required two separate events to occur. They were seduced by the

It was no news to Tetlock, therefore, that experts got beaten by
formulas. But he does believe that he discovered something about why
some people make better forecasters than other people. It has to do
not with what the experts believe but with the way they think. Tetlock
uses Isaiah Berlin's metaphor from Archilochus, from his essay on
Tolstoy, "The Hedgehog and the Fox," to illustrate the difference. He

Low scorers look like hedgehogs: thinkers who "know one big thing,"
aggressively extend the explanatory reach of that one big thing into
new domains, display bristly impatience with those who "do not get
it," and express considerable confidence that they are already pretty
proficient forecasters, at least in the long term. High scorers look
like foxes: thinkers who know many small things (tricks of their
trade), are skeptical of grand schemes, see explanation and prediction
not as deductive exercises but rather as exercises in flexible "ad
hocery" that require stitching together diverse sources of
information, and are rather diffident about their own forecasting

A hedgehog is a person who sees international affairs to be ultimately
determined by a single bottom-line force: balance-of-power
considerations, or the clash of civilizations, or globalization and
the spread of free markets. A hedgehog is the kind of person who holds
a great-man theory of history, according to which the Cold War does
not end if there is no Ronald Reagan. Or he or she might adhere to the
"actor-dispensability thesis," according to which Soviet Communism was
doomed no matter what. Whatever it is, the big idea, and that idea
alone, dictates the probable outcome of events. For the hedgehog,
therefore, predictions that fail are only "off on timing," or are
"almost right," derailed by an unforeseeable accident. There are
always little swerves in the short run, but the long run irons them

Foxes, on the other hand, don't see a single determining explanation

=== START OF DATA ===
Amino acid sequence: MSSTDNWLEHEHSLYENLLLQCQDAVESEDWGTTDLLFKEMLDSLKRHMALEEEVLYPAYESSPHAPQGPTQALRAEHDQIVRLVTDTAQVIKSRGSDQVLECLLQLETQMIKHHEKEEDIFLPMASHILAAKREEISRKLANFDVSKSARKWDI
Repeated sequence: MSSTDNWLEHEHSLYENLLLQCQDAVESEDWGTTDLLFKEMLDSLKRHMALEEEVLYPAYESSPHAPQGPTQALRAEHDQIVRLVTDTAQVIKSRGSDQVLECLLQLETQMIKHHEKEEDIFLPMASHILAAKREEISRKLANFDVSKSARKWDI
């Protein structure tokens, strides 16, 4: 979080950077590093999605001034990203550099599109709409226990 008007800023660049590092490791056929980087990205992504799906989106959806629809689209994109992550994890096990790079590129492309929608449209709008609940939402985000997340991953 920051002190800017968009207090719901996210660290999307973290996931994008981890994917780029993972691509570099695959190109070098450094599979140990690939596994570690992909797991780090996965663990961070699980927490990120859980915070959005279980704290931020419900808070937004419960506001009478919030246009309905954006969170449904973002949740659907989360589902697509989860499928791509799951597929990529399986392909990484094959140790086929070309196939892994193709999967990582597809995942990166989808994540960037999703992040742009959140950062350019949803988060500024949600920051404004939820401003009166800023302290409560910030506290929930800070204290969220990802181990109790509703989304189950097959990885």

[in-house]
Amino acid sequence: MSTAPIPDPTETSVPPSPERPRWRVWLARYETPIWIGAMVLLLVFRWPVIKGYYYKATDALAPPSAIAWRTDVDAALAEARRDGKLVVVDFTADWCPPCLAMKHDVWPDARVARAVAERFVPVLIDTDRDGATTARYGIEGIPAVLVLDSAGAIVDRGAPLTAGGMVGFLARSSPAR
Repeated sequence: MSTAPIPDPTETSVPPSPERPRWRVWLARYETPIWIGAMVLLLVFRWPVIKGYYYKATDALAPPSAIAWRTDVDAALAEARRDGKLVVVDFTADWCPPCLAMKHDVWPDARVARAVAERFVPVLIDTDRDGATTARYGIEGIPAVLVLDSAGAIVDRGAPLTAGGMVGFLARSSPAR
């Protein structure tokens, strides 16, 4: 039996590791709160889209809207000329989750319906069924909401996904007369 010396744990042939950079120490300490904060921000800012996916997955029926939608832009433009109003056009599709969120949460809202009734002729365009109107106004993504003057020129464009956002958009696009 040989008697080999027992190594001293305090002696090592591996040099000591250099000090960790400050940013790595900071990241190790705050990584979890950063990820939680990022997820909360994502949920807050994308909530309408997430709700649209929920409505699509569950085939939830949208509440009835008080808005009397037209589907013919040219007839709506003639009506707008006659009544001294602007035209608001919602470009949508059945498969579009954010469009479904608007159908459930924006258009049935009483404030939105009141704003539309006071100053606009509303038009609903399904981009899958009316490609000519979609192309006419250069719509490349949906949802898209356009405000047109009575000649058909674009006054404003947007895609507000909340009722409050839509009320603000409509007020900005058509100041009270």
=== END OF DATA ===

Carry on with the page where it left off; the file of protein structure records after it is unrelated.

in history. They tend, Tetlock says, "to see the world as a shifting
mixture of self-fulfilling and self-negating prophecies:
self-fulfilling ones in which success breeds success, and failure,
failure but only up to a point, and then self-negating prophecies kick
in as people recognize that things have gone too far."

Tetlock did not find, in his sample, any significant correlation
between how experts think and what their politics are. His hedgehogs
were liberal as well as conservative, and the same with his foxes.
(Hedgehogs were, of course, more likely to be extreme politically,
whether rightist or leftist.) He also did not find that his foxes
scored higher because they were more cautious?that their appreciation
of complexity made them less likely to offer firm predictions. Unlike
hedgehogs, who actually performed worse in areas in which they
specialized, foxes enjoyed a modest benefit from expertise. Hedgehogs
routinely over-predicted: twenty per cent of the outcomes that
hedgehogs claimed were impossible or nearly impossible came to pass,
versus ten per cent for the foxes. More than thirty per cent of the
outcomes that hedgehogs thought were sure or near-sure did not,
against twenty per cent for foxes.

The upside of being a hedgehog, though, is that when you're right you
can be really and spectacularly right. Great scientists, for example,